What do the perfect business premises look like? You might think first about location, about the usefulness of the space for what you have to do, and about costs. Too often, these considerations lead business owners to overlook kerb appeal. It may seem trivial by comparison, but the way that your premises look has a big impact on the success of your business. How does this work, and what can you do to make a better job of it?
The first thing you need is for your business to get noticed. There are two dimensions to this. Firstly, you need people to be able to find you successfully, even if you’re hidden away in an industrial estate. Secondly, you should be using your premises as an advertising platform for what you do. This means, first and foremost, good signage. In areas where businesses are packed together, such as shopping centres, you may be allowed to use this in the surrounding area and not just on your premises directly. It also means choosing signage and frontage displays that fit your brand and send a positive message about your product or service.
In some contexts, you may want to keep changing your signs in order to reflect small changes in what you’re offering and invite people who regularly pass by to keep checking them. Blackboard signs have become increasingly popular for this. Some businesses hire professionals to decorate them each day. If you do it yourself, think carefully about the style and make sure that it’s legible. Using different colours of chalk and drawing pictures helps to create interest.
First impressions matter a lot in business, and the outside of your premises is the first thing that visitors will see. This means that it needs to look neat, clean and professional if they are to take your business seriously. It means that you need to stay on top of maintenance at all times, from tidying up rubbish to arranging emergency glass repair and touching up scuffed paint as needed. You will also need to think about the style of your frontage and keep it looking up to date. It should reflect the style that people expect from a business of your type, but should always look smart, whether you run an office, a factory or a warehouse.
If dirt is inevitable on your premises, try to keep it round the back or preserve one area, where you have your front office, in immaculate condition. This sends the message that you’re serious about the business side of what you do and not just about your production processes. Bear in mind that some of the people you need to deal with, such as prospective funders, may not have a clear idea of how messy those processes are. Keeping your office looking smart is as important as choosing the right suit for yourself.
The impression that people get from looking at your premises will inevitably influence their expectations of what you have to sell. This means that it’s vital to make your business look like a quality establishment, even if you’re not selling directly to the public. This should affect everything from the surface of the pavement or driveway immediately outside to the quality of your doors and windows and how you look after any plants in your windows or around your building.
Because of the importance of communicating quality, it’s worth investing a little more than you might strictly need to in order to get the best materials for your business. Think not just about how they look when first used but also about their expected lifespan and how well you will be able to maintain them. For instance, adding textured rendering to your frontage may look good at first but be a bad choice if you’re located beside a busy road where everything gets stained by traffic fumes.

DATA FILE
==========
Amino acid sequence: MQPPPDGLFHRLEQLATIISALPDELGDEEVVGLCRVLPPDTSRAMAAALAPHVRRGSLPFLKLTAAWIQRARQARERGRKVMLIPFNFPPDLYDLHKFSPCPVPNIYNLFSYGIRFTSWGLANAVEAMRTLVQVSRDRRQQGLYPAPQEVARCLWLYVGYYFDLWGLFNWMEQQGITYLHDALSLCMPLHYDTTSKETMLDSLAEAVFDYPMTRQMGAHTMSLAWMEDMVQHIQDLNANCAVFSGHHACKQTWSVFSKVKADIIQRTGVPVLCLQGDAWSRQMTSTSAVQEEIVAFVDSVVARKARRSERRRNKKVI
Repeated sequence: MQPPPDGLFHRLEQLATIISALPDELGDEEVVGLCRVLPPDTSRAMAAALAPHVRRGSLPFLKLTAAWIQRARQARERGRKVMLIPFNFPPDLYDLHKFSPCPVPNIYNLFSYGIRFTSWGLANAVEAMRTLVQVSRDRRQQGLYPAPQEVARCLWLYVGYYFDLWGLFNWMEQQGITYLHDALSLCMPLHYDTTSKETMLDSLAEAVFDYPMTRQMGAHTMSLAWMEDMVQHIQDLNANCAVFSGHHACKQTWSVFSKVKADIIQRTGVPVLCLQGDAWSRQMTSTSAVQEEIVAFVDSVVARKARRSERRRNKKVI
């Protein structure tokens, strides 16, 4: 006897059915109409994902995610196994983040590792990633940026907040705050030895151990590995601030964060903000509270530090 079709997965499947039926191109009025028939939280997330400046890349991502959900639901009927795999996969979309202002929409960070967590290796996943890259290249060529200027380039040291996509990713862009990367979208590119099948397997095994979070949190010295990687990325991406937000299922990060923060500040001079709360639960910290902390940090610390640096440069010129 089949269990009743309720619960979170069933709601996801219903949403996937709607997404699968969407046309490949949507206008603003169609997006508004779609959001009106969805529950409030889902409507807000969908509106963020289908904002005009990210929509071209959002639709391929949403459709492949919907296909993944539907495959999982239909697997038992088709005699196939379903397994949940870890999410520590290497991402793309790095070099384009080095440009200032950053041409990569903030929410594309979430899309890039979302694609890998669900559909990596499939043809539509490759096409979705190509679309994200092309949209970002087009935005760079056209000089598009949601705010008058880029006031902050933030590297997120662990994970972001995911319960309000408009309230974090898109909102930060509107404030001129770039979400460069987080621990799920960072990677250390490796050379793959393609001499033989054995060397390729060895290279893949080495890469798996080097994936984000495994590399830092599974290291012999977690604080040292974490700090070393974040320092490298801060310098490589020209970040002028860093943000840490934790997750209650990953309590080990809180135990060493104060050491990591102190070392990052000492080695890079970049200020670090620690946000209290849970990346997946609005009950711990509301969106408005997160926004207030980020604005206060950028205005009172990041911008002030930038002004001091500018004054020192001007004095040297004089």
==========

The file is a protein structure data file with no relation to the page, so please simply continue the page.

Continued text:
With some types of business, it’s particularly important to make members of the public feel welcome. Flowering plants help with this, but you need to choose them carefully so that you can keep them looking good all year round. You should also think about the colours you use on your frontage and the style of your signs to create a friendlier impression. As a rule, softer colours and more rounded lettering make people feel more at ease. If you’re open at night, think about the tone of the lights you use outside – the brightest ones can sometimes look harsh and unappealing, and there’s a lot more choice available today than there used to be.
When you’re doing work like this, you can also take the opportunity to think about physical access requirements for people with mobility disabilities. If there’s no room to build a permanent wheelchair ramp and you choose to keep a folding one that can be put in place as needed, make sure that there’s a notice explaining this and a button for summoning assistance that’s easy to reach from wheelchair height. Make sure that your doors are wide enough for a standard-sized wheelchair to fit through.
Reaping the rewards
Making your business more appealing in this way not only increases footfall but also makes a better impression on passers-by, who may return at a later date or choose to buy from you online. It also increases the desirability of the area where you’re based, encouraging other business owners to make the same investment, which is good for everybody. It could even increase the value of your premises over time, and in the immediate term, it will increase what people are prepared to spend there.
When you feel proud of the way your premises look, it will become natural for you to fuss over them and do the day-to-day work that keeps them in good condition. You may also find that staff morale improves as your employees take increased pride in telling people where they work. All this will rub off on your clients and customers and help to propel your business forwards.
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